Kicking off the offseason interview series is former Phillies 1st round pick Eric Valent, who was nice enough to do a Q&A session via email with WSBGM's. Valent was selected with the 42nd pick of 1998 amateur draft out of UCLA (Pat Burrell was selected 1st overall). He made his MLB debut in 2001 with the Phils and also saw action with them in 2002 before being traded to Cincinatti for Kelly Stinnett. He spent 2003 with the Reds then was drafted by the Mets in the minor league portion of the Rule V draft and went on to play with them from 2004-2005. He signed with the San Diego Padres in 2006, but was later released. Eric spent 2007 playing Japanese ball for the Tohoku Rakuten Golden Eagles. In 2008 he become a minor league coach for the Williamsport Cross Cutters. Career line- 205 g, 50 r, 95 h, 20 dbl, 13 hr, 37 rbi, .234 avg, and a .696 ops.

1. Describe the feeling of being selected in the 1st round of the 1998 draft after passing up the Tigers in 1995 in the 26th round.
Coming out of high school, I pretty much knew I was going to college unless I was taken in the first or second round. Out of high school, I was projected to go in the fourth or fifth round if I was signable. Instead, I took my scholarship to UCLA and I knew that was the right approach to take both academically and financially in the long run. It was a great feeling getting a call from the Phillies and being taken in the supplemental first round. All the hard work from when I was a kid, and up until then paid off.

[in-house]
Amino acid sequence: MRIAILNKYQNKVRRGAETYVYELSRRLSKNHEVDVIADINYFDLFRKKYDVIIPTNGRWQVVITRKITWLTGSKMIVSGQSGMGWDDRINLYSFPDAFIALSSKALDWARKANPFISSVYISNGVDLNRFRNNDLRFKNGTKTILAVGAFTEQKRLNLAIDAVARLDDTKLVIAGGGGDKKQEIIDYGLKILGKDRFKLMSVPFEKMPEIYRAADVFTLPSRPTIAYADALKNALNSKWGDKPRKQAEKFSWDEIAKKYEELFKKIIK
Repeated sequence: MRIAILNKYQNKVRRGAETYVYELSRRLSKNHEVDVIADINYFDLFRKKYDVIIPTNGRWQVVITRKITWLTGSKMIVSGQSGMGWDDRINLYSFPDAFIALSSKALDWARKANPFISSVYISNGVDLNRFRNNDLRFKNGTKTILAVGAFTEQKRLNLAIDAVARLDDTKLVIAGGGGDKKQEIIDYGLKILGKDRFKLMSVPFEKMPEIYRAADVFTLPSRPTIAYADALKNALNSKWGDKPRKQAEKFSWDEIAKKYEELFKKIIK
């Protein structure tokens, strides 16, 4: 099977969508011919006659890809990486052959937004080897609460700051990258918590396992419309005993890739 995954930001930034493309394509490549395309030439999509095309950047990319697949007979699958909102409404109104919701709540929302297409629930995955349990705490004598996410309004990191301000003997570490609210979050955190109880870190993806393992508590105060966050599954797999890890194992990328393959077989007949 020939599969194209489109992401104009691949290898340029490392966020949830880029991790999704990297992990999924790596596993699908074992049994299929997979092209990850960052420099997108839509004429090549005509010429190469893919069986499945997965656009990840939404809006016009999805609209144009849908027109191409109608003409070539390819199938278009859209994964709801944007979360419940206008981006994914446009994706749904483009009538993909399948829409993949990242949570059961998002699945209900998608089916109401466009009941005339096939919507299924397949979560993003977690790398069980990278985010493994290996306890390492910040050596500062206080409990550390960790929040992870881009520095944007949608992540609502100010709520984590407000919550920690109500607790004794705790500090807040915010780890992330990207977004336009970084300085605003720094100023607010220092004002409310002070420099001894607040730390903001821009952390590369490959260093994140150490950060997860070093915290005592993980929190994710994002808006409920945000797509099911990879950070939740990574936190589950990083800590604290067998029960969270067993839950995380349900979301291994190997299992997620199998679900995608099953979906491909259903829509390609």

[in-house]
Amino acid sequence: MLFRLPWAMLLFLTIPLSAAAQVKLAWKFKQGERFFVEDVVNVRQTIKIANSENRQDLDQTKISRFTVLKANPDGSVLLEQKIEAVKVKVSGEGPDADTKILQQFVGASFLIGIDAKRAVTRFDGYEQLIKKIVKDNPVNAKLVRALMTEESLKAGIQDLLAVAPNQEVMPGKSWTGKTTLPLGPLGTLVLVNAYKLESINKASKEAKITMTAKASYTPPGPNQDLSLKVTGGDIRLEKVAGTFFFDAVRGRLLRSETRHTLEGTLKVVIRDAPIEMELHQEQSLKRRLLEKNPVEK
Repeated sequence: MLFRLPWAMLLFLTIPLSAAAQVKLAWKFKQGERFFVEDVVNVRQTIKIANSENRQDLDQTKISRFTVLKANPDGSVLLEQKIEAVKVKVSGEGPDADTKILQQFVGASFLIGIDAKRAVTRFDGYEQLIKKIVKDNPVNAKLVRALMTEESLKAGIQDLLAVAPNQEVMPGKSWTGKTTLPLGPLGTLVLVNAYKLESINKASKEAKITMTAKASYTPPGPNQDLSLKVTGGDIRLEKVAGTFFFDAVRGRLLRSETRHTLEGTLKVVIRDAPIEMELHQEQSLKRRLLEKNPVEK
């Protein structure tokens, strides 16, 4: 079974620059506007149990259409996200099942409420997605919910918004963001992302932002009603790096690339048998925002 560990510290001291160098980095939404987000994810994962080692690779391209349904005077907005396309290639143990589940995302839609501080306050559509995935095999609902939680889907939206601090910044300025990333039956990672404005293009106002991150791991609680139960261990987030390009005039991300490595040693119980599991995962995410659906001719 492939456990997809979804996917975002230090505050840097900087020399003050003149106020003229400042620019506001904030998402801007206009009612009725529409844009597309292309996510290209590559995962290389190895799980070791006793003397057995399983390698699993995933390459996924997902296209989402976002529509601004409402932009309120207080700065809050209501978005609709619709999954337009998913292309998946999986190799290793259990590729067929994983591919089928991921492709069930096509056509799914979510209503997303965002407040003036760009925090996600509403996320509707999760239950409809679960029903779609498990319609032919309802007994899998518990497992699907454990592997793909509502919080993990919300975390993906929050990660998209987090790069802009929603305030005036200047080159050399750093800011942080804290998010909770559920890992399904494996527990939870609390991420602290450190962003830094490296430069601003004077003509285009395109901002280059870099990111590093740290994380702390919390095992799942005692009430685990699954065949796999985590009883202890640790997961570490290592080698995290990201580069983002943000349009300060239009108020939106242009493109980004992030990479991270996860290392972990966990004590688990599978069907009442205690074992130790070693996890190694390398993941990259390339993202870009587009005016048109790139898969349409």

2. Growing up, which team did you follow and who was your favorite player?
My favorite team was the Yankees and Angels. Growing up in Anaheim, CA, the Angels were my hometown team. I was a Yankees fan because my dad was born in NY and my grandfather gave me a Yankee hat when I was like 6 years old and I wore it all the time. Don Mattingly became my favorite player and I used to read the box scores of him every morning before school. I collected his cards and everything else. When I was with the Mets in '04, I met him during interleague in the batting cages at Yankee Stadium. He signed one of my bats for me. It was pretty neat. He was somebody I admired because he seemed to work hard and he wasn't a big guy either.

3. Out of all your college teammates at UCLA, (Troy Glaus, Eric Byrnes, Chase Utley, Garrett Atkins, and of course yourself), who was the most talented back then?
I'll give you my take on all of them because they all have special qualities. During college, Troy Glaus had the most raw talent because of his size and athleticism. Eric Byrnes is a tremendous athlete with natural strength and hand-eye coordination. He's also the most upbeat and positive player I've ever been around. Chase had a great swing from the day he arrived and the work ethic to go with it. He gradually got better, year in and year out, and still works just as hard today. Garrett was the best pure hitter I've seen walk on to a college campus and hit from day one. As a freshman he had a 33 game hitting streak and hit .380 in the conference. That was great competition as well against teams such as Stanford, Arizona State, and USC. For myself, I had great power and was pretty savvy in the field as well. I wasn't that great of a hitter because my career average was around .340, which isn't that high in college. But, my power was really good and I never missed a pitcher's mistake.